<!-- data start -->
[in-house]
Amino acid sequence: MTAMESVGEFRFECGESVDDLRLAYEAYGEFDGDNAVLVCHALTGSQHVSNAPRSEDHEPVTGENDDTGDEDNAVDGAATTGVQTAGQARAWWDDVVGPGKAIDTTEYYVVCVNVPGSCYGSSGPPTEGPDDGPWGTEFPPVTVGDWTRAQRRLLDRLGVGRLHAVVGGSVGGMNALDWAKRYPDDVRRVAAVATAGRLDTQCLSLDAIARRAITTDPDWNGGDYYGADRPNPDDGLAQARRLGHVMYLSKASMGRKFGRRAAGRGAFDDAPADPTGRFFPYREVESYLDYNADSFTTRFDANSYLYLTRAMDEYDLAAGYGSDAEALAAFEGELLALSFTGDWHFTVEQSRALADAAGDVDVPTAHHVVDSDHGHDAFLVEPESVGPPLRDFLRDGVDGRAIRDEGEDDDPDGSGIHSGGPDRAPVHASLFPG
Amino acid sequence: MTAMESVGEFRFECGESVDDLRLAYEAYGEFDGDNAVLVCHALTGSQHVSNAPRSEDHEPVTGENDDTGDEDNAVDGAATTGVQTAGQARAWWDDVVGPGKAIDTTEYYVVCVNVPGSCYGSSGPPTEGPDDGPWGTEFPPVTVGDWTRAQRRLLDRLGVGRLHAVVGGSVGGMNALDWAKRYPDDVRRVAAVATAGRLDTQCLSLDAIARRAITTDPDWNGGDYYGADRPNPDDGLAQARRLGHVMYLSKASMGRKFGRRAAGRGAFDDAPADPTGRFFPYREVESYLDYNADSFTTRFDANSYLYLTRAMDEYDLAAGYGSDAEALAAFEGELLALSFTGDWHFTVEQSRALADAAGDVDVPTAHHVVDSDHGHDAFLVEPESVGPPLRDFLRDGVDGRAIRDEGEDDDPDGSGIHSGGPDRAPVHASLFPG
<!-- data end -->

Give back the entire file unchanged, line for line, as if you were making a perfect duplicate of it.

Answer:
[in-house]
Amino acid sequence: MTAMESVGEFRFECGESVDDLRLAYEAYGEFDGDNAVLVCHALTGSQHVSNAPRSEDHEPVTGENDDTGDEDNAVDGAATTGVQTAGQARAWWDDVVGPGKAIDTTEYYVVCVNVPGSCYGSSGPPTEGPDDGPWGTEFPPVTVGDWTRAQRRLLDRLGVGRLHAVVGGSVGGMNALDWAKRYPDDVRRVAAVATAGRLDTQCLSLDAIARRAITTDPDWNGGDYYGADRPNPDDGLAQARRLGHVMYLSKASMGRKFGRRAAGRGAFDDAPADPTGRFFPYREVESYLDYNADSFTTRFDANSYLYLTRAMDEYDLAAGYGSDAEALAAFEGELLALSFTGDWHFTVEQSRALADAAGDVDVPTAHHVVDSDHGHDAFLVEPESVGPPLRDFLRDGVDGRAIRDEGEDDDPDGSGIHSGGPDRAPVHASLFPG
Amino acid sequence: MTAMESVGEFRFECGESVDDLRLAYEAYGEFDGDNAVLVCHALTGSQHVSNAPRSEDHEPVTGENDDTGDEDNAVDGAATTGVQTAGQARAWWDDVVGPGKAIDTTEYYVVCVNVPGSCYGSSGPPTEGPDDGPWGTEFPPVTVGDWTRAQRRLLDRLGVGRLHAVVGGSVGGMNALDWAKRYPDDVRRVAAVATAGRLDTQCLSLDAIARRAITTDPDWNGGDYYGADRPNPDDGLAQARRLGHVMYLSKASMGRKFGRRAAGRGAFDDAPADPTGRFFPYREVESYLDYNADSFTTRFDANSYLYLTRAMDEYDLAAGYGSDAEALAAFEGELLALSFTGDWHFTVEQSRALADAAGDVDVPTAHHVVDSDHGHDAFLVEPESVGPPLRDFLRDGVDGRAIRDEGEDDDPDGSGIHSGGPDRAPVHASLFPG